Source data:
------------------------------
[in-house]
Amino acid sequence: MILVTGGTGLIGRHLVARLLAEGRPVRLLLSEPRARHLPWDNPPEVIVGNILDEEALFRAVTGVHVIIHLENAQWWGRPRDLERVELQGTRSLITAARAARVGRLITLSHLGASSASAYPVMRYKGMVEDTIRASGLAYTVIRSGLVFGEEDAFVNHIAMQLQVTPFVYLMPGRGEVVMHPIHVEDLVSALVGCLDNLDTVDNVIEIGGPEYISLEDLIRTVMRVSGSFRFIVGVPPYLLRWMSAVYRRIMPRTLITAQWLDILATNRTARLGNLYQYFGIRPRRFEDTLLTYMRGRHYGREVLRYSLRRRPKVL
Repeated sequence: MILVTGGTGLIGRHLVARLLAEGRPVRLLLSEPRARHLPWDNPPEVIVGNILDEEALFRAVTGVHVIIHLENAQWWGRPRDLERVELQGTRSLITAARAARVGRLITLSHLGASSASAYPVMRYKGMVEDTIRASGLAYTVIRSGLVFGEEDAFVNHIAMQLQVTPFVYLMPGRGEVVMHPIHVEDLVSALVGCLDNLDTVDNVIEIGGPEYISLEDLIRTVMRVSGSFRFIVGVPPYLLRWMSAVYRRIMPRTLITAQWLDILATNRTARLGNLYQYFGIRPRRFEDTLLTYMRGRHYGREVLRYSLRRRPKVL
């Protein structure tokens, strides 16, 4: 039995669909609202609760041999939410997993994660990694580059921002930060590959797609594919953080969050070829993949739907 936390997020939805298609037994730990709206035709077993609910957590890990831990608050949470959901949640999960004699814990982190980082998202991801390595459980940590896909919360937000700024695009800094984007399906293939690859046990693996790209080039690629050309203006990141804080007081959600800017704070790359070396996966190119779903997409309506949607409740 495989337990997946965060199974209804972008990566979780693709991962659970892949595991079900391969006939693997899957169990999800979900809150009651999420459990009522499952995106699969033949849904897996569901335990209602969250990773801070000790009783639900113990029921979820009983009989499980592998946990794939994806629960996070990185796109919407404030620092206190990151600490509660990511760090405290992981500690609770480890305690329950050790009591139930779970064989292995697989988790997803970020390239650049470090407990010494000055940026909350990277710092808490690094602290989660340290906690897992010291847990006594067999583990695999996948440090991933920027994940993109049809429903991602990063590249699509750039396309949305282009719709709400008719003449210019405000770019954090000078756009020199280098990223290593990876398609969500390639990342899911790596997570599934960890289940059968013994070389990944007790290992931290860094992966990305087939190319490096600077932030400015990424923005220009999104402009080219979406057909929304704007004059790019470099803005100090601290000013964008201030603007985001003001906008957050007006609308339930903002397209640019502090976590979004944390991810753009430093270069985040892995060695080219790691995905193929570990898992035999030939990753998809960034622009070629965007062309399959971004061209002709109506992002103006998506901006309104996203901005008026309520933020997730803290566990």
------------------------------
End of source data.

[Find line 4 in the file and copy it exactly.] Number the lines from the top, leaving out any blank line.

């Protein structure tokens, strides 16, 4: 039995669909609202609760041999939410997993994660990694580059921002930060590959797609594919953080969050070829993949739907 936390997020939805298609037994730990709206035709077993609910957590890990831990608050949470959901949640999960004699814990982190980082998202991801390595459980940590896909919360937000700024695009800094984007399906293939690859046990693996790209080039690629050309203006990141804080007081959600800017704070790359070396996966190119779903997409309506949607409740 495989337990997946965060199974209804972008990566979780693709991962659970892949595991079900391969006939693997899957169990999800979900809150009651999420459990009522499952995106699969033949849904897996569901335990209602969250990773801070000790009783639900113990029921979820009983009989499980592998946990794939994806629960996070990185796109919407404030620092206190990151600490509660990511760090405290992981500690609770480890305690329950050790009591139930779970064989292995697989988790997803970020390239650049470090407990010494000055940026909350990277710092808490690094602290989660340290906690897992010291847990006594067999583990695999996948440090991933920027994940993109049809429903991602990063590249699509750039396309949305282009719709709400008719003449210019405000770019954090000078756009020199280098990223290593990876398609969500390639990342899911790596997570599934960890289940059968013994070389990944007790290992931290860094992966990305087939190319490096600077932030400015990424923005220009999104402009080219979406057909929304704007004059790019470099803005100090601290000013964008201030603007985001003001906008957050007006609308339930903002397209640019502090976590979004944390991810753009430093270069985040892995060695080219790691995905193929570990898992035999030939990753998809960034622009070629965007062309399959971004061209002709109506992002103006998506901006309104996203901005008026309520933020997730803290566990």